By, Haley K. ’20
Geographically, linguistically, culturally – Russia is a global study in every sense. However, its major differences from the Western world were not enough to curtail the criticism of the Winsor student body. Last year, Panel released an Opinion article written by Sindhu K. ’19 that explained both sides of the debate to remove Russian history as an elective and add Russian History and Literature to the Global Studies courses. Mr. D. explained before the course began that the goal for a Global Studies course has always been “exploring cultures that are substantially different [from America],” and I believe that Russia certainly does not fail to meet that expectation. Nonetheless, the topic was hotly contested with input from both departments as well as the senior class, including a petition signed by over 70 Winsor students. A year later, the students of the first new Russian global study course share their thoughts.
The most common belief among these students was that the course should definitely continue to be available without its new ‘Global Studies’ label. One junior who took the class stated, “It was a wonderful course, and I definitely learned a lot. Was it different enough from the Western world to justify its placement in the Global Studies course? I do not think so. Russia has been in near constant conflict, either combatively or culturally, with the Western world, but a significant characteristic is that Russia has never ceased looking to the West, and I therefore believe that Russia should be a non-Global Studies course—perhaps even a year-long course.”
There was certainly enough material in the Russian History and Literature courses to have stretched longer than a semester, and, while I personally enjoyed being able to delve into a specific subject in my Global Studies Paper, I wish that that time could also have been used for exploring a wider range of topics. I understand why the Global Studies paper is necessary in developing helpful research, organization, and writing skills, but the time dedicated to the paper detracted from the full potential of the course to fulfill an in-depth and complete study of the nation. Although one semester is not nearly enough to fully learn the history of a global nation, I would have appreciated the course as a regular elective.
Several others thought that the class fit well into the Global Studies curriculum. I, similar to many other students, did not initially understand how Russia, with its predominantly white population, could be considered a Global Studies course. “Prior to taking the course, I had never considered Russia that foreign. On the surface, the pictures of their politicians and major cities looked pretty similar to what we see in the United States or in some parts of Europe. The culture and people just did not seem all that distant from our lives, so I was not initially in support of the course being offered instead of a South American option. Now, I realize that Russia and the US are near opposites in parts of history, culture, politics, and literature,” remarked another junior. I firmly believe that the debate over the legitimacy of Russia as a Global Study is no longer valid. Russia is so vastly different from the United States in history and modern culture that there is no longer a question as to whether Russia qualifies as a non-Western, Global Study.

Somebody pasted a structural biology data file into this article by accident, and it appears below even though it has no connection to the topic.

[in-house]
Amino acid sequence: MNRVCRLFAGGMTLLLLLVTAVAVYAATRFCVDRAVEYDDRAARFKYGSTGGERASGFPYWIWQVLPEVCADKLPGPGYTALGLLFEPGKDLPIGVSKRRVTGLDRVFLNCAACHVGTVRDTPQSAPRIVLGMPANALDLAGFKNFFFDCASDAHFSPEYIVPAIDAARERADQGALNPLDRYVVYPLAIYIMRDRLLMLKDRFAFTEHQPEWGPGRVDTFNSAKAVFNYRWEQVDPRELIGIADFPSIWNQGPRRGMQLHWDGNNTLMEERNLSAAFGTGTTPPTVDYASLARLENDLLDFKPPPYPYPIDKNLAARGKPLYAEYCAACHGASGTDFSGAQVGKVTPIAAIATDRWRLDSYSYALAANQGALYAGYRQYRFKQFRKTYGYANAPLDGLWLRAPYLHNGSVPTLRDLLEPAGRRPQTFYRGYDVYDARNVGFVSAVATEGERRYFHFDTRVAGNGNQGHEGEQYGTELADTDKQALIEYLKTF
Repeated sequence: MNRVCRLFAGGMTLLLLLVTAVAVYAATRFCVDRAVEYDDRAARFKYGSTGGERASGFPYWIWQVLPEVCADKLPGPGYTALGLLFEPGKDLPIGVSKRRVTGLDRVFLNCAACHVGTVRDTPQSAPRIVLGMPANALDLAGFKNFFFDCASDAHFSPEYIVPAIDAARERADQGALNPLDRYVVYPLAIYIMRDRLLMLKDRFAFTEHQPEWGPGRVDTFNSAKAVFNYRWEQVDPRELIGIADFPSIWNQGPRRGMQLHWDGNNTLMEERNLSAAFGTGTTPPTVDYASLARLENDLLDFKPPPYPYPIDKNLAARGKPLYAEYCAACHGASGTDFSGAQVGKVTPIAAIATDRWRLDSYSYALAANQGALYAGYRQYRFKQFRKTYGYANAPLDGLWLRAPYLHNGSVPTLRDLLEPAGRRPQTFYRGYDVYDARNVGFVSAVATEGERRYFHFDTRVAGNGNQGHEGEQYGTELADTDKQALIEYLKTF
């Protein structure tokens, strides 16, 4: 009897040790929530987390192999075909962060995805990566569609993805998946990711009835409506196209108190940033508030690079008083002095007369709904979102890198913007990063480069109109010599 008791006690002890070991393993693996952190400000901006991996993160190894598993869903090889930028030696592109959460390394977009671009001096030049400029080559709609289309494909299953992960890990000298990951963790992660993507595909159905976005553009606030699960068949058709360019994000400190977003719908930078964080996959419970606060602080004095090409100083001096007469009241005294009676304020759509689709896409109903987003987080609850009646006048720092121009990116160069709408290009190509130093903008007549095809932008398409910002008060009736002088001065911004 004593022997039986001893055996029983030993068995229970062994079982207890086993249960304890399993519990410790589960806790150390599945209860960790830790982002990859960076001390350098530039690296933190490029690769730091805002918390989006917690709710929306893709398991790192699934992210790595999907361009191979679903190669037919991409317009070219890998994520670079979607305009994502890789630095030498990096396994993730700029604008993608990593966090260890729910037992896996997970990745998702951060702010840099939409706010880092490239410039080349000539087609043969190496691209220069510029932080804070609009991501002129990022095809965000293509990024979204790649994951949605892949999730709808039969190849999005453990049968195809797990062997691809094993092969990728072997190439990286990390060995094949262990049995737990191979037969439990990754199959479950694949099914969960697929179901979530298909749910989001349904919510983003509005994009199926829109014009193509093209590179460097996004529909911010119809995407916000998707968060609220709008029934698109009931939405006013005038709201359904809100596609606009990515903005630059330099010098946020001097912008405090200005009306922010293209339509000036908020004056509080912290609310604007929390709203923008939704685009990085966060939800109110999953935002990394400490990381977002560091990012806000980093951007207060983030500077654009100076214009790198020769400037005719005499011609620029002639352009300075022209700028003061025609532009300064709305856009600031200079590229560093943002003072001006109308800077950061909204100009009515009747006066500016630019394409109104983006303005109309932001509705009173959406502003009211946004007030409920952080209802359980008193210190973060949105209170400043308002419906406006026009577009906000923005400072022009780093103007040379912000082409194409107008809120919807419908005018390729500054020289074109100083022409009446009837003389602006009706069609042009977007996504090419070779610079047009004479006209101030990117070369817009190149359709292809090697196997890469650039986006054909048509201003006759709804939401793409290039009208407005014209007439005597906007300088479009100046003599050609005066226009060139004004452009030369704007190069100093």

Another student shared that “regarding Russian History, I feel like I can better understand the global political climate, especially with Trump’s recent actions to repeal Russian sanctions, and I believe that if I can understand the US’s actions and attitudes toward Russia better, the class was successful as a Global Study.” I do not believe that one’s knowledge of global policy is complete without a deep understanding of Russian regulations and legislation. The Soviet Union, one of the largest world leaders in recent history, contributed greatly to universal tensions and relations, and I can imagine that the knowledge of the USSR that I now possess, albeit only scratching the surface, will only benefit me in my future studies of the Eastern world.
Overall, no student that I asked regretted taking the Russian Global Study; all felt as though they exited the course with a greater understanding of a foreign culture, and many would also like to continue to see an expansion in the inclusivity of the Global Studies program. The consensus from the students who took Russia was that it should remain in the Winsor History and English curriculums without the specific requirements and form of the Global Studies courses. I was disappointed to see time become a limiting factor in the course, and I hope that Russia is considered as an elective in the future. I believe that Russia is justifiable as a Global Studies course, but is a Global Studies curriculum suitable for Russia?